On Thursday, the Department of Justice announced that it had filed a lawsuit against the state of Texas regarding a state law that proponents say is intended to strengthen election integrity. Opponents of the measure believe it targets the elderly and those with sight impairments.
In early September, Governor Greg Abbott signed Senate Bill 1 into law. This measure established new rules for mail-in voting. It also increased the number of partisan poll watchers, and it gave the state more control over the operations of local voting.
Embattled United States Attorney General Merrick Garland released the following comments in a statement regarding the suit: “Our democracy depends on the right of eligible voters to cast a ballot and to have that ballot counted. The Justice Department will continue to use all the authorities at its disposal to protect this fundamental pillar of our society.”
The lawsuit specifically targets the state of Texas and Texas Secretary of State John Scott. The suit states that Senate Bill 1 will “disenfranchise eligible Texas citizens who seek to exercise their right to vote . . .will exacerbate the challenges they face in exercising their fundamental right to vote.”
As to whom the law will disenfranchise, the lawsuit states that SB1 will change the type of assistance voters who require help while voting or who cannot read or write receive at the polls. The law also mandates that mail-in ballots can be rejected over “immaterial errors or omissions.” The lawsuit holds that these changes to current Texas law violate both the Civil Rights Act of 1964 and the Voting Rights Act.
The Justice Department’s complaint went on to say that Texas has a history of preventing certain people from voting. The suit reads, “The State of Texas’ history of official voting-related discrimination against its disfavored citizens is longstanding and well-documented.” The complaint also went on to cite recent court decisions regarding Texas’ redistricting plan and voter identification requirements, saying that these practices discriminate against minority voters.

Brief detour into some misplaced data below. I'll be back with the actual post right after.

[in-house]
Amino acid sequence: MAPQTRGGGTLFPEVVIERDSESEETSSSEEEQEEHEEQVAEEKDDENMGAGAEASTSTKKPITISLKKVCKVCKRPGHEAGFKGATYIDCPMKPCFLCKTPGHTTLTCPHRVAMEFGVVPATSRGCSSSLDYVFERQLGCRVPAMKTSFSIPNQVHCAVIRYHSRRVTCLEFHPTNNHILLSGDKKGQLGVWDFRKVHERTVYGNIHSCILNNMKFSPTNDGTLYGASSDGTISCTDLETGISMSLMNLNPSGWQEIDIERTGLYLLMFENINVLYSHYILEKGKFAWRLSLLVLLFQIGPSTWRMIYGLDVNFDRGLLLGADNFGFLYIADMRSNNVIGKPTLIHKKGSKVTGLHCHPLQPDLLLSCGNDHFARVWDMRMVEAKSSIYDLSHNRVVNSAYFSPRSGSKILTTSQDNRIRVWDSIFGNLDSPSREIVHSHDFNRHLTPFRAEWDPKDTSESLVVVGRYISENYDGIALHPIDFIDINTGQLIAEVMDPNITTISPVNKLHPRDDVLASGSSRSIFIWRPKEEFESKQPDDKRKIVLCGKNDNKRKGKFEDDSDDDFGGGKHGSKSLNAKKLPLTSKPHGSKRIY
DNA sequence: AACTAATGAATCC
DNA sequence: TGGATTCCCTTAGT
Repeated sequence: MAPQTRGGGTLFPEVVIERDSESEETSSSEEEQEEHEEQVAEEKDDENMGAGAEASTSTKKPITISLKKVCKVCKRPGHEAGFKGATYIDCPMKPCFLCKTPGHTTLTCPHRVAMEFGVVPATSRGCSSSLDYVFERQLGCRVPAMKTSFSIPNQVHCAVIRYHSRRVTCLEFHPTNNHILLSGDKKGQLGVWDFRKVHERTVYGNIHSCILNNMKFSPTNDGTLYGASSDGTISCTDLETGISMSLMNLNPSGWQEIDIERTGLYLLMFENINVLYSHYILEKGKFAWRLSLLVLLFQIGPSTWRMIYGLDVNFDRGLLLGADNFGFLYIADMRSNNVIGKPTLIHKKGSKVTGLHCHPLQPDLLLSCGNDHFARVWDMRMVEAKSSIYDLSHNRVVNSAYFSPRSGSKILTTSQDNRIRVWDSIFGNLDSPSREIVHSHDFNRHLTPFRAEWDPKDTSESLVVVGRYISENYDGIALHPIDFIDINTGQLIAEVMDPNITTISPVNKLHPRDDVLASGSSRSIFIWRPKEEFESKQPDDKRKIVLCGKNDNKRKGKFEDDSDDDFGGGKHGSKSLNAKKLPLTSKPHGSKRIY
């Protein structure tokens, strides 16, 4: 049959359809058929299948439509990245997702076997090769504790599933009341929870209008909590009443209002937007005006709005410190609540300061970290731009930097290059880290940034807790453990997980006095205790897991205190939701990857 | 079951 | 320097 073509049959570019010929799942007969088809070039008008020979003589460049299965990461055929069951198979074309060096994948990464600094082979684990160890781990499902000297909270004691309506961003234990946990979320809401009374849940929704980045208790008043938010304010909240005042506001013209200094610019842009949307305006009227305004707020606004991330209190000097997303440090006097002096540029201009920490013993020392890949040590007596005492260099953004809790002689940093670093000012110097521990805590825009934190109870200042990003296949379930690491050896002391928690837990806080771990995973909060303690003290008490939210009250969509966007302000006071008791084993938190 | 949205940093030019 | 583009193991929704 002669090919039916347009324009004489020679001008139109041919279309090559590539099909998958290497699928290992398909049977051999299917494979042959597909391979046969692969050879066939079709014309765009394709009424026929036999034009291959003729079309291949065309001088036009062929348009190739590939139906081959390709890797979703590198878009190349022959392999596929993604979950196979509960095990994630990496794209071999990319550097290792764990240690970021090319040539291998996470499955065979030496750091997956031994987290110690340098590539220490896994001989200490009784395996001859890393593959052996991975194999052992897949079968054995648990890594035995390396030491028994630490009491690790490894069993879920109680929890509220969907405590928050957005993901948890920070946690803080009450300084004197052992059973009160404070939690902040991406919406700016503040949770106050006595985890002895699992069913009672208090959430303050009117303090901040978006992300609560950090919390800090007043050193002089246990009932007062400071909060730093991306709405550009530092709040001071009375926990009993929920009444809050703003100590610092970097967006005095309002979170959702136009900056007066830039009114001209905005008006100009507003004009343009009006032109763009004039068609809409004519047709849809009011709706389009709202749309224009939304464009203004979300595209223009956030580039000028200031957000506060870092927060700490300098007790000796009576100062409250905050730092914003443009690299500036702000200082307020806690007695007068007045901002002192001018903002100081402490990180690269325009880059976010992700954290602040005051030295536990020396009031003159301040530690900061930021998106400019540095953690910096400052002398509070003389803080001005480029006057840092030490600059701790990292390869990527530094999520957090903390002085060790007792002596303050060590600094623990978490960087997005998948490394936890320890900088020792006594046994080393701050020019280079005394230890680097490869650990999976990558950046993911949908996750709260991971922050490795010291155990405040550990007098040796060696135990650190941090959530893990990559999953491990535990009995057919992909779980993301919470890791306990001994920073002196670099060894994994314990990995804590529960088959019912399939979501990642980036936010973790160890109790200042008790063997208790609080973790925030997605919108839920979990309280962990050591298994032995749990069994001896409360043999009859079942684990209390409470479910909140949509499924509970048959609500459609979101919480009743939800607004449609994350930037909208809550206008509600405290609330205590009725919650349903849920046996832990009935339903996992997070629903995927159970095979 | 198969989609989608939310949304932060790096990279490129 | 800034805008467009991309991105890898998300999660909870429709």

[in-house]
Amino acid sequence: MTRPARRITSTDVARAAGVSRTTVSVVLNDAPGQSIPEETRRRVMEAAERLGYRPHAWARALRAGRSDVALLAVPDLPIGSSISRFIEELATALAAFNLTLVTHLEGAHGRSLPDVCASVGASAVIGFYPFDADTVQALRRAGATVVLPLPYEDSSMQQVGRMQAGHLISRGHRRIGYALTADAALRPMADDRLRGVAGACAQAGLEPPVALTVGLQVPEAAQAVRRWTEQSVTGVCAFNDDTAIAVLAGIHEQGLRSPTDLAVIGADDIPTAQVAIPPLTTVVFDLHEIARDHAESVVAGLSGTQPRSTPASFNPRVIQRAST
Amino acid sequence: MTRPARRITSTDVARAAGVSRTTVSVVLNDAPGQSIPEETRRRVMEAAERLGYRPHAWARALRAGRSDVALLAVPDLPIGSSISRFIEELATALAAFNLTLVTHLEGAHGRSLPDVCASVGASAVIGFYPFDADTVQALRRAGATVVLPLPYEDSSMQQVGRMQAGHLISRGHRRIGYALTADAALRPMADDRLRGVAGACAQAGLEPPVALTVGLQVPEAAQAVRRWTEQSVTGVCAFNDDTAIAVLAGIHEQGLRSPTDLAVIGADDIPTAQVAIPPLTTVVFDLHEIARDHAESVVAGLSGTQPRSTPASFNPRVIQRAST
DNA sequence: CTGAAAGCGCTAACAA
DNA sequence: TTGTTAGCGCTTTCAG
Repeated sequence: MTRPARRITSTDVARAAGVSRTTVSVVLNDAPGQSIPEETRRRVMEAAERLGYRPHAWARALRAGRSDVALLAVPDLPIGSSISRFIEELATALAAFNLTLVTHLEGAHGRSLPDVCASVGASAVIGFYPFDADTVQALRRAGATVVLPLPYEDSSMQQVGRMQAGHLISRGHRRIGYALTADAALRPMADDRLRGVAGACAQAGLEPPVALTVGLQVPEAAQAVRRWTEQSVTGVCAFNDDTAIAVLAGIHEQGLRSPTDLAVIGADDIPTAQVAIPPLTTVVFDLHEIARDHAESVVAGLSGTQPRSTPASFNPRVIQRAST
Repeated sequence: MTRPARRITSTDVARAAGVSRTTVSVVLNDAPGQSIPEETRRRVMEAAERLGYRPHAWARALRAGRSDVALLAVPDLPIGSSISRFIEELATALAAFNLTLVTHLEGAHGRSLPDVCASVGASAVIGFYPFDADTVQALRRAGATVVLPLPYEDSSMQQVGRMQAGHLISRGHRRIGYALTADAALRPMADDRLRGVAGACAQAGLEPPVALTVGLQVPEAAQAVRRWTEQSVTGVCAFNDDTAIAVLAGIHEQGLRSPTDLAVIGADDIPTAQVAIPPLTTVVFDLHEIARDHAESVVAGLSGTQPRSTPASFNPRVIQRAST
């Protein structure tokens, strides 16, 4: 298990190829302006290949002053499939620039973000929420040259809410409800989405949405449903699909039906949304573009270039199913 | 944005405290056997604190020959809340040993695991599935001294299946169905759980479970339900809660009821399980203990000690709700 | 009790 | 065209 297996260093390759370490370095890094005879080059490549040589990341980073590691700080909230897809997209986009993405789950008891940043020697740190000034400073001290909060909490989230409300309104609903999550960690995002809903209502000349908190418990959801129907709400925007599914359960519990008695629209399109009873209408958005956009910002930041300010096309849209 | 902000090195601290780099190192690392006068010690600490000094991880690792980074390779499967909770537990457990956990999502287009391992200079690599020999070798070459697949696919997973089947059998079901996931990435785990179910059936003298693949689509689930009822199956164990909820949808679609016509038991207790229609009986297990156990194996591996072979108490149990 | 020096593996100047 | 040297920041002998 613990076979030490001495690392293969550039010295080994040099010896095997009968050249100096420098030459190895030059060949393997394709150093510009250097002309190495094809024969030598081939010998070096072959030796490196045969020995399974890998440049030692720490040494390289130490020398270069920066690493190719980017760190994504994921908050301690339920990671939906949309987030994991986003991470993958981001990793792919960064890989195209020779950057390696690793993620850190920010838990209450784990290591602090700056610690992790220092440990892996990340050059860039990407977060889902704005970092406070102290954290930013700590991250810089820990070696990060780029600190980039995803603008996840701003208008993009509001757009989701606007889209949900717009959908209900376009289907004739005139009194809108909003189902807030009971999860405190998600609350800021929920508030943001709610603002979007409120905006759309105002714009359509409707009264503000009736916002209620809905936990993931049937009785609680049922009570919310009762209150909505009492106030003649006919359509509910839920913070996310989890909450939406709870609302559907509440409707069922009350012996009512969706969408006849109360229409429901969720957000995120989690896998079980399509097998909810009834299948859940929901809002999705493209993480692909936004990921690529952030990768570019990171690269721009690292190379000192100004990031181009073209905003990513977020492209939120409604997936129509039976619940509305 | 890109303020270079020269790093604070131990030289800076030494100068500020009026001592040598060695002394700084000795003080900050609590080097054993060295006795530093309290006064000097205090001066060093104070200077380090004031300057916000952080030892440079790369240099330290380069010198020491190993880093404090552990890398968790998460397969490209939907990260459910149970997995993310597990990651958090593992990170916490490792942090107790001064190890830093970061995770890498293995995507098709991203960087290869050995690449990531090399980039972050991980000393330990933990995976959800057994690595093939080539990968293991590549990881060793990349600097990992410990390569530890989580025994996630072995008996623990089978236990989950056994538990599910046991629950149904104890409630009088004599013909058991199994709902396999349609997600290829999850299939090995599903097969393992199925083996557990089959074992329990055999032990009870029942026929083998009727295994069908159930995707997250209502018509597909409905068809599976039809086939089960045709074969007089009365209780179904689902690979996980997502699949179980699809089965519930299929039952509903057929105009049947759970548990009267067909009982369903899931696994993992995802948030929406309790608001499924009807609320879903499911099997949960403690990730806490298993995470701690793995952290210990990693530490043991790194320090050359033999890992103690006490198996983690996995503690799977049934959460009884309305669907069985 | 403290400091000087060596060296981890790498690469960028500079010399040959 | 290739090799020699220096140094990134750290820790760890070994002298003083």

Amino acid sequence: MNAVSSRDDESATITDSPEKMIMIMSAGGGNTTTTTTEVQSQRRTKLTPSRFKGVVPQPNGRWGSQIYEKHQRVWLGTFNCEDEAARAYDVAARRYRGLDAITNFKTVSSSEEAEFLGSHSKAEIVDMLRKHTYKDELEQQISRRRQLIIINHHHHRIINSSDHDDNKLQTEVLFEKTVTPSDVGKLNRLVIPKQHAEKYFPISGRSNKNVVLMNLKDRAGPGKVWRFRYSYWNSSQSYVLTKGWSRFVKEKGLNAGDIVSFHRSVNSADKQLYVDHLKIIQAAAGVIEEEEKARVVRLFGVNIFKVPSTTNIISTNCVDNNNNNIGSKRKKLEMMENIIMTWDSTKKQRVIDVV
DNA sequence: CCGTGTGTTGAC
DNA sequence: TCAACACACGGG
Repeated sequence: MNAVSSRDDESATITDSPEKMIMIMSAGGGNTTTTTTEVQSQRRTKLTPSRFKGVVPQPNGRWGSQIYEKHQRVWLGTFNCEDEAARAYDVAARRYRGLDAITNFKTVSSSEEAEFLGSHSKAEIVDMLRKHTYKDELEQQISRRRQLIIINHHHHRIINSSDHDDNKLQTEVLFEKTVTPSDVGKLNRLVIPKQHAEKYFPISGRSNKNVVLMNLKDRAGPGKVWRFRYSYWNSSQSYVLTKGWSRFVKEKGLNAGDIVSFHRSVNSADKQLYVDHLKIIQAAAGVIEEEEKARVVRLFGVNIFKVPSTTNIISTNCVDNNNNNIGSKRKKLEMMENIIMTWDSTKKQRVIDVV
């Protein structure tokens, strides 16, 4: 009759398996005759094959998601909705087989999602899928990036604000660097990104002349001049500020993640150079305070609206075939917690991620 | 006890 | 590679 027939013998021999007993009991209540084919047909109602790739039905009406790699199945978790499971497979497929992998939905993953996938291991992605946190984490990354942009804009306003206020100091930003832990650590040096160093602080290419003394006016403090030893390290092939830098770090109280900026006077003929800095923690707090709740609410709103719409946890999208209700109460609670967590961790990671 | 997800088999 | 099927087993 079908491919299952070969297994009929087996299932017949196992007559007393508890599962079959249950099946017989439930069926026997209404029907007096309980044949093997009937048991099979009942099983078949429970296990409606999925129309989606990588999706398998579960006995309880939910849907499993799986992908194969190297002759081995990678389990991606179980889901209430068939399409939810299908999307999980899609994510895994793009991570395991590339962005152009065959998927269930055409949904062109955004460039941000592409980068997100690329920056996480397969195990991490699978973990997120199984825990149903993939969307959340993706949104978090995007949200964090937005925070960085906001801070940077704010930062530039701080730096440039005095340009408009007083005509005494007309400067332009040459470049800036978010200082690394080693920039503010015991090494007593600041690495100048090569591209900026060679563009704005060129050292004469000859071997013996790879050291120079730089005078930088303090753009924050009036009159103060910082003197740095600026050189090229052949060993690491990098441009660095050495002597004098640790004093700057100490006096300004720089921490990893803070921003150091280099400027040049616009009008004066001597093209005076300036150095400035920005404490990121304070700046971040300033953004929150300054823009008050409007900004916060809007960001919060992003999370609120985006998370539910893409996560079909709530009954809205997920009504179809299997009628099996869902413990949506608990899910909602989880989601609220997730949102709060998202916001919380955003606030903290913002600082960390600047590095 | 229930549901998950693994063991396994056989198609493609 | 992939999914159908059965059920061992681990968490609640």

Senate Bill 1 no longer allows poll workers or family or friends who accompany voters with sight impairments or literacy issues to answer questions about the options listed on ballots or to explain the voting process. As to mail-in ballots, the law made changes to voter id requirements. The Justice Department says that the law “mandates rejection of written materials requisite to voting based on errors or omissions that are not material to determining a voter’s qualification to vote or vote by mail.”
Senate Bill 1 also eliminated drive-through voting and twenty-four hour early voting. However, it does expand early voting hours in some Texas counties. It adds voter ID requirements for mail-in ballots. It bans officials from sending mail-in ballots without the express request of an individual. It also gives more powers to partisan poll watchers.
Texas is not the first state to be sued over changes to voting regulations made in the wake of the 2020 election. The Justice Department has also sued Georgia for making changes to its voting regulations that have been deemed as disenfranchising as well.
Senate Bill 1 has been controversial from the start. When the bill was up for a vote during the regular session of the Texas state legislature, the Democrats walked out of the capitol building. Abbott called a special session in June to vote on the bill once more, and over fifty House Democrats flew to Washington to break quorum. However, the Democrats had to eventually return to Austin, when a second special session was held. The bill passed during this time.
The Texas Secretary of State John Scott has announced that there will be a full and comprehensive forensic audit of four counties which Biden won in the 2020 election. This audit, slated to start in spring 2022, will review election records and test voting machines in those counties.